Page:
Lastly I did some garlic prawns, something you tend to find on most Spanish menus and which invariably tastes delicious with their fresh prawns, but didn’t taste so great with my slightly rubbery supermarket prawns. Just fry some slices of garlic in plenty of oil, then cook the raw prawns until they turn pink, squeeze in a little drop of lemon juice, season, then throw in some freshly chopped parsley and serve in a shallow dish – but definitely get good quality prawns!

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PaellaThere are hundreds of versions of the dish Paella and all are delicious in their own way. The whole idea of a Paella is that you can add what you want to it – it is a traditional Spanish dish which uses up leftovers.

This is my recipe, which is a simple mixed Paella. I find doing Paella for dinner parties is perfect because you can cook it, pop the lid on and sit down and enjoy a starter without worrying about it spoiling. A great simple, fresh, spanish starter is to serve slices of melon with some good quality slices of Serrano ham. Very, very simple but really delicious.

Paella for two greedy people (Or if you are serving starters and desserts it will easily feed three)

200g Paella rice or arborio rice

1 Litre chicken stock (can be a good stock cube)

1 White onion finely chopped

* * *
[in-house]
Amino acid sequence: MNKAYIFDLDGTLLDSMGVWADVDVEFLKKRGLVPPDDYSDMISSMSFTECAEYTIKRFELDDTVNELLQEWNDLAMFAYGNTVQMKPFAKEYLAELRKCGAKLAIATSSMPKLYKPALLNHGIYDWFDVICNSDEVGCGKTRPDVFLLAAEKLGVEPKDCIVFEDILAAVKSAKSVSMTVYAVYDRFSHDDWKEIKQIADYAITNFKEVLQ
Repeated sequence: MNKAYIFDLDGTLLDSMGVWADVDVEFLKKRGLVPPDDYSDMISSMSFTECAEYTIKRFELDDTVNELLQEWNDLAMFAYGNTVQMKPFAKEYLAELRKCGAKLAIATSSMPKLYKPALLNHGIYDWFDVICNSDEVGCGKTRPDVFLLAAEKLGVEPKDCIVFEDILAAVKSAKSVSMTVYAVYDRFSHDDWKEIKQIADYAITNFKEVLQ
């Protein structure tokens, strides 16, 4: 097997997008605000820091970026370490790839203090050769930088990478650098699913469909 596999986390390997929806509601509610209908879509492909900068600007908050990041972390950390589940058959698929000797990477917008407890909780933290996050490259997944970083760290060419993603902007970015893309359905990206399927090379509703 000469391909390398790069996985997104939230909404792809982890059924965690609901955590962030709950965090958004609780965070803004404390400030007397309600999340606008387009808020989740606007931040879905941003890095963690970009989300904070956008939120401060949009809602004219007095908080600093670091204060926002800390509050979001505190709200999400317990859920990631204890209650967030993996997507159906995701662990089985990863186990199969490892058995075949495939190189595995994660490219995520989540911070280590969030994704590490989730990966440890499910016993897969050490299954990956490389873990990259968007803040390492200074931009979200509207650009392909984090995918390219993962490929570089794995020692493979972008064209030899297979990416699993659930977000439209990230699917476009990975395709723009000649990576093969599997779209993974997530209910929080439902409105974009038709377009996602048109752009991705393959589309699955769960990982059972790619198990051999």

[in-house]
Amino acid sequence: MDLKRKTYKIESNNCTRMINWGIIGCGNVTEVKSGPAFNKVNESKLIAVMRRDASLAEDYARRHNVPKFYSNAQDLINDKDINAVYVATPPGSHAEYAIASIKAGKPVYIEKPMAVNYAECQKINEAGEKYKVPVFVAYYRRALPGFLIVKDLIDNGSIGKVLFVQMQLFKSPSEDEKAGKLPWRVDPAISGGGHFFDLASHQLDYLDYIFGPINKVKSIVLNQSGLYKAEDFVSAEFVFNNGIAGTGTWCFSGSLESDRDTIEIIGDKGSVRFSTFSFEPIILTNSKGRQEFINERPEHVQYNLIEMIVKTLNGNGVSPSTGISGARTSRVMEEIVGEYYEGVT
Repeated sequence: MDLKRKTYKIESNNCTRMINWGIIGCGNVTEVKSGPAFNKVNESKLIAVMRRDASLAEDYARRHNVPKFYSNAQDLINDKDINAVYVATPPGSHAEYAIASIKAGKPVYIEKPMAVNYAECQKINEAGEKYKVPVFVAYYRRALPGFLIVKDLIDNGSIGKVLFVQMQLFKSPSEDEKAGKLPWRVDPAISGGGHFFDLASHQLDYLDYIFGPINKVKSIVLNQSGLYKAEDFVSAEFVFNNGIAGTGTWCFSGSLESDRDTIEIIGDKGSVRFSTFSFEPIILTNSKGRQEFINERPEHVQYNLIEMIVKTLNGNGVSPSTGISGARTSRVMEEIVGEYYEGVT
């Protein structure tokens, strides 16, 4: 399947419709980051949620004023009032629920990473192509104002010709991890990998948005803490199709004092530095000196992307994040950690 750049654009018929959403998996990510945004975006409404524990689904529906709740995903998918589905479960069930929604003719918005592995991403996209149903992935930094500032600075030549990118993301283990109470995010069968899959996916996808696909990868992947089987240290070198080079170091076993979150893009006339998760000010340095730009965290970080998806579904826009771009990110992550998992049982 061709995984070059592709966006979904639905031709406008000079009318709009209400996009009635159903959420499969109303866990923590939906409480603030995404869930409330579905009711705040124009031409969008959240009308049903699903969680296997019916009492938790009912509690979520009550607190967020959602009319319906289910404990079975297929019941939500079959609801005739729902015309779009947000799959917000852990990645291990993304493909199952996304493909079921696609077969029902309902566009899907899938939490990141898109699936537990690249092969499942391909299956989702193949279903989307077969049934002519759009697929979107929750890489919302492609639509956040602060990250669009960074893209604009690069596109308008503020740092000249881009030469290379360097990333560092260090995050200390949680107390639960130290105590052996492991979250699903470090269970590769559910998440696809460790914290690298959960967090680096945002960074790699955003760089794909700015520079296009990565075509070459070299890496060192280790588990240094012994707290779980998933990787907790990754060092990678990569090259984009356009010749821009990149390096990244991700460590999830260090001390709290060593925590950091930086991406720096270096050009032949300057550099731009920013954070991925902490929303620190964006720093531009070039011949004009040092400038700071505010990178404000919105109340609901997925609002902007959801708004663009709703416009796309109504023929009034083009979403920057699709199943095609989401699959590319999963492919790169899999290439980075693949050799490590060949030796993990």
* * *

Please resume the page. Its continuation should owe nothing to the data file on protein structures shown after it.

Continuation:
2 Cloves of garlic finely chopped

Pinch of saffron and pinch of paprika

Half a red pepper sliced

Some cooked chicken (up to you how much, preferably leg or thigh meat)

Around 10-12 cooked prawns.

Half a chorizo or even 8-10 slices of the salami style chorizo (much cheaper!)

1 Lemon

1. Put some olive oil in a pan and fry the onion until soft, add the garlic and cook for a further 1-2 minutes.

2. Add the chorizo and peppers and cook for a few minutes. Throw in the rice and stir round in the juices for 1-2 minutes.

3. Meanwhile put the saffron in a small bowl add a few tablespoons of warm water and let it dissolve a little.

4. Pour half of the stock in the pan, add the saffron and the paprika and stir. Bring to a simmer and leave until it starts to soak up the stock.

5. Add the rest of the stock and throw in the chicken and prawns. It will take a further 10-15mins. Really you just need to wait until all the liquid is absorbed. You could add shellfish or other vegetables if you wanted.

 6. Serve with the lemon wedges.

Although this dish contains shellfish and chicken I find a nice red wine, such as a classic Rioja, goes well with the strong flavours.